Research >> Sanitation
Since October 2014, the Government of India has worked towards the goal of eliminating open defecation by 2019 through the Swachh Bharat Mission. In June 2014, the results of a survey of rural sanitation behaviour in North India were first...Read More..
In light of India’s continuing efforts to reduce maternal mortality and make childbirth safer for women, this article explores why government hospitals continue to be dangerously unhygienic, posing serious risk of infection to patients in maternity wards and labor rooms. ...Read More..
Objectives: To investigate differences in reported open defecation between a question about latrine use or open defecation for every household member and a household-level question. Setting: Rural India is home to most of the world’s open defecation. India’s Demographic and...Read More..
This paper argues that while the results of the WASH Benefits trials are important for understanding sanitation intervention and similar programmes, they do not imply that child health would not be improved by a large transition from open defecation to latrine...Read More..
Coercion, construction, and ’ODF paper pe’: The Swachh Bharat Mission, according to local government officials
This article draws upon 156 qualitative interviews conducted with the village and block-level officials in Rajasthan, Madhya Pradesh, Bihar, and Uttar Pradesh, as well as on new quantitative survey data, to answer these questions. It finds that local officials used...Read More..
Manual scavenging is caste-based work which has been handed down over generations, subjecting the same families and communities to deep humiliation, social exclusion, and poor health. This book chapter argues that same casteist attitudes that relegate Dalits to the filthy work...Read More..
This book chapter discusses why rural Indians tend to reject affordable sanitation options, using which many poorer countries in the developing world have either completely eliminated or have successfully reduced open defecation. The practice of open defecation has negative externalities...Read More..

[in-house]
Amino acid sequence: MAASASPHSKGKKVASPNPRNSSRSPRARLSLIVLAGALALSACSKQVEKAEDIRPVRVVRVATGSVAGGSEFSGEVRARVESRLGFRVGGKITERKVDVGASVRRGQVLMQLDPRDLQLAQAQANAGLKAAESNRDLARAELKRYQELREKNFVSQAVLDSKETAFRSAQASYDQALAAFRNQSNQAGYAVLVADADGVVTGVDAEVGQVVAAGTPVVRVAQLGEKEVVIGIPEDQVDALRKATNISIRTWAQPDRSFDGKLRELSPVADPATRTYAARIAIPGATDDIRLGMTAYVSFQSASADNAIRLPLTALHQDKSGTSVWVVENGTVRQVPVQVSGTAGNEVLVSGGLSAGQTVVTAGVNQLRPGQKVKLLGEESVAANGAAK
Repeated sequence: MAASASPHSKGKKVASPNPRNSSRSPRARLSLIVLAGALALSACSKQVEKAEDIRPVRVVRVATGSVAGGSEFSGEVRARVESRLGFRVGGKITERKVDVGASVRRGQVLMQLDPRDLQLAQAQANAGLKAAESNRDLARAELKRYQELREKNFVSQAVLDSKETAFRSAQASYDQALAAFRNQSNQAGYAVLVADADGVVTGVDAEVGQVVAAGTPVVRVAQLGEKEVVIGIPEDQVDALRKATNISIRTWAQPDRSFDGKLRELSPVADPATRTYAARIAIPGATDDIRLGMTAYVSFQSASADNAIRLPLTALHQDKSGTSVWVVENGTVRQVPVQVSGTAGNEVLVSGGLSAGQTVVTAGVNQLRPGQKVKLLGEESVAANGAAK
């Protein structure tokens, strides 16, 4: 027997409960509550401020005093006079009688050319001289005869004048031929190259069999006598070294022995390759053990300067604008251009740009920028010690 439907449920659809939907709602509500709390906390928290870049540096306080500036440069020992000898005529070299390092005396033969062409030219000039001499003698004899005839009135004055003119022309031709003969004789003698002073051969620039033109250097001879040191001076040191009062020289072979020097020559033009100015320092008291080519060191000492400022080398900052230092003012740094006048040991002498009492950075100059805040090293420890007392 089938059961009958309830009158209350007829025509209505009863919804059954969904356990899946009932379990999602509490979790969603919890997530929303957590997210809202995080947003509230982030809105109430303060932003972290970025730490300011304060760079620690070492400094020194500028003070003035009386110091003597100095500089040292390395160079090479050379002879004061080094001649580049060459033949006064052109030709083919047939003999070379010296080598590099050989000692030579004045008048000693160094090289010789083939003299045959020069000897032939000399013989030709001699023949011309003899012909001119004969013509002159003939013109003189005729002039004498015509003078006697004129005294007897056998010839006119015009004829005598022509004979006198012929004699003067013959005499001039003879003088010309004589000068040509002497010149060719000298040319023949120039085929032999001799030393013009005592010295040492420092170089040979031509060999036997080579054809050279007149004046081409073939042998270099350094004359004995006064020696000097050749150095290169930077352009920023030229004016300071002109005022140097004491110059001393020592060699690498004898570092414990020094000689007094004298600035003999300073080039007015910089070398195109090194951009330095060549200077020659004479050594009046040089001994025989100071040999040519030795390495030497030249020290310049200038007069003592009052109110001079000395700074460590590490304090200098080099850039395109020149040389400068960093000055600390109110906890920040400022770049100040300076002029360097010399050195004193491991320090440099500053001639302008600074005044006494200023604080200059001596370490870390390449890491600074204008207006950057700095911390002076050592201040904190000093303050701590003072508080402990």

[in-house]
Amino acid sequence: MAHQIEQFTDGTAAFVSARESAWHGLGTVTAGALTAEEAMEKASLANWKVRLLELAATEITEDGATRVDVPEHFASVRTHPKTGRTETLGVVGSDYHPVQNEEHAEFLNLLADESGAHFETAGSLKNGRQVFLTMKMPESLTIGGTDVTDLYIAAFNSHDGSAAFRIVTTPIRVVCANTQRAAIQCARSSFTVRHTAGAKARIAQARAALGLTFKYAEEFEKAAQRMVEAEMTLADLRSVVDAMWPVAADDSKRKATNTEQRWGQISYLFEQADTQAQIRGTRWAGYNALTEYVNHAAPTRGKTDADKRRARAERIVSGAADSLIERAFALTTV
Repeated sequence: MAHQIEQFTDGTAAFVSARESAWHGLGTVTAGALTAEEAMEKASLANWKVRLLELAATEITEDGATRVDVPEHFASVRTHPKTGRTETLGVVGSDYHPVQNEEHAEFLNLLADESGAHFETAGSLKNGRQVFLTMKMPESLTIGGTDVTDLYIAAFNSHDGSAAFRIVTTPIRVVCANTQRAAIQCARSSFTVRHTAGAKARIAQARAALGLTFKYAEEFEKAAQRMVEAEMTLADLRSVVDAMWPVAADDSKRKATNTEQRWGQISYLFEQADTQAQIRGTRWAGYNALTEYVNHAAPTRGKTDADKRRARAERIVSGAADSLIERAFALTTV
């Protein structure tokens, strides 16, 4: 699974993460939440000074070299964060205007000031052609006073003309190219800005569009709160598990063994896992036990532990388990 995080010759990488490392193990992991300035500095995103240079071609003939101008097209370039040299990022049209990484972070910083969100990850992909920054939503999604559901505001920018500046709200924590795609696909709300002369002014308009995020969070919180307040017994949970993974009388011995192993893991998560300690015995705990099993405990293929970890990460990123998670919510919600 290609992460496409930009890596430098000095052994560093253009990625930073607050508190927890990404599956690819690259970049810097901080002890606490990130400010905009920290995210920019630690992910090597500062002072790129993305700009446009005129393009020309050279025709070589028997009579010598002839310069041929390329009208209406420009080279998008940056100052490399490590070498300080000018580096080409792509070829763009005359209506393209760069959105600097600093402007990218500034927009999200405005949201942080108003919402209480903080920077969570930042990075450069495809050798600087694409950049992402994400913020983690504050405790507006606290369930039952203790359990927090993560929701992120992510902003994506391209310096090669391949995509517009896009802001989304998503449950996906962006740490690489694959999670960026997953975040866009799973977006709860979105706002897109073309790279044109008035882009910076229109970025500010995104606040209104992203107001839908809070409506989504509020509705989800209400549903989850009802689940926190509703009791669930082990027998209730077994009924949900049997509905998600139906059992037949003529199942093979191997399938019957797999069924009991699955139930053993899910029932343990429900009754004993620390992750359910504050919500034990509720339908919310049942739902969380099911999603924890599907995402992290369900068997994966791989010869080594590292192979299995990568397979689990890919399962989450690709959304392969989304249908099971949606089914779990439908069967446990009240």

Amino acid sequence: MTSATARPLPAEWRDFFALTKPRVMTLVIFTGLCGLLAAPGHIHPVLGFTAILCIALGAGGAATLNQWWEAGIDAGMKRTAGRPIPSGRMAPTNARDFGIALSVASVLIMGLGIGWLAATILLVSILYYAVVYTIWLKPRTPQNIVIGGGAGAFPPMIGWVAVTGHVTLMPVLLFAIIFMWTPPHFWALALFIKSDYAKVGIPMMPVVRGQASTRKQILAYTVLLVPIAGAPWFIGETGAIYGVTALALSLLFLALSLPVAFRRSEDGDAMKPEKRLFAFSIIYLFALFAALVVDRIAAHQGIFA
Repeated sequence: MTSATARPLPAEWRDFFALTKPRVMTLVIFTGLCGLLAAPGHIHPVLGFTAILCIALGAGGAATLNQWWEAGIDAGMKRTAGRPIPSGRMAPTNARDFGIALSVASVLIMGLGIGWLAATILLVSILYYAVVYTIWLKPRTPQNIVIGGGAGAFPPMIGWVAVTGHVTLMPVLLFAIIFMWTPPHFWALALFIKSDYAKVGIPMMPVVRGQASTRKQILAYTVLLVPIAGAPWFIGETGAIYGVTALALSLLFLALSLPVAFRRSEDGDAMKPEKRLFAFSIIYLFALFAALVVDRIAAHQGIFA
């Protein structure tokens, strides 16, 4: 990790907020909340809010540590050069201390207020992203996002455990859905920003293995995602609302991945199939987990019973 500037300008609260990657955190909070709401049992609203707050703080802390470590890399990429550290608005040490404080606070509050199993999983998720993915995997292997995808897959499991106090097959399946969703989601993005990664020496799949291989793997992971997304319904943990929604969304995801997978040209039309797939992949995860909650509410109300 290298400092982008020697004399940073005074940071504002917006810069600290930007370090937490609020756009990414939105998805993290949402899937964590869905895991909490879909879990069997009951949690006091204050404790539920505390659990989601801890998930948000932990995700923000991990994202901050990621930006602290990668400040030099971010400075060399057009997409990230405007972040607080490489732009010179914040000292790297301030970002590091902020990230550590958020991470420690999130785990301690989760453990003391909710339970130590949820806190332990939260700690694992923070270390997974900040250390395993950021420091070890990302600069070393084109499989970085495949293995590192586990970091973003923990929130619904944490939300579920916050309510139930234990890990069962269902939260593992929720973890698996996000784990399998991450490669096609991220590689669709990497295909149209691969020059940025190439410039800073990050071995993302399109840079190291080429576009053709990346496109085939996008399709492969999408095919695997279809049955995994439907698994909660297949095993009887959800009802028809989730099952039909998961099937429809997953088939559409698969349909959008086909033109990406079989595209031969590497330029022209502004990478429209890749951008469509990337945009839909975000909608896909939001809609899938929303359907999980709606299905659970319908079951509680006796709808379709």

The paper reports on two surveys. The first survey, carried out by r.i.c.e., visited rural Bihar, Madhya Pradesh, Rajasthan, and Uttar Pradesh in late 2018. It collected data on 9,812 people and interviewed 156 local government officials. The second survey,...Read More..
An analysis of child height-for-age using the newly released data from the National Family Health Survey-4 indicates that the average child height increased by about four-tenths of a height-for-age standard deviation between 2005 and 2015. Although important, this increase is...Read More..
The Government of India’s NFHS-4 offers the best new data on open defecation in rural India to be released in over a decade. Although open defecation has become less common than it was ten years ago, it is still highly...Read More..
Open defecation, which is still practiced by about a billion people worldwide, is one of the most examples of how place influences health in developing countries. Because of the negative healthy externalities of open defecation, eliminating it is a priority...Read More..
Open defecation in rural India presents a puzzle: India has far higher open defecation rates than other developing regions where people are poorer, literacy rates are lower, and water is more scarce. Because open defecation has terrible consequences for health,...Read More..
Anemia impairs physical and cognitive development in children and reduces human capital accumulation. The prior economics literature has focused on the role of inadequate nutrition in causing anemia. This paper is the first to show that sanitation, a public good,...Read More..
A long literature in demography has debated the importance of place for health, especially children’s health. In this study, we assess whether the importance of dense settlement for infant mortality and child height is moderated by exposure to local sanitation...Read More..
Uniquely widespread and persistent open defecation in rural India has emerged as an important policy challenge and puzzle about behavioral choice in economic development. One candidate explanation is the culture of purity and pollution that reinforces and has its origins...Read More..
Child height is an important indicator of human capital and human development, in large part because early life health and net nutrition shape both child height and adult economic productivity and health. Between 2005 and 2010, the average height of...Read More..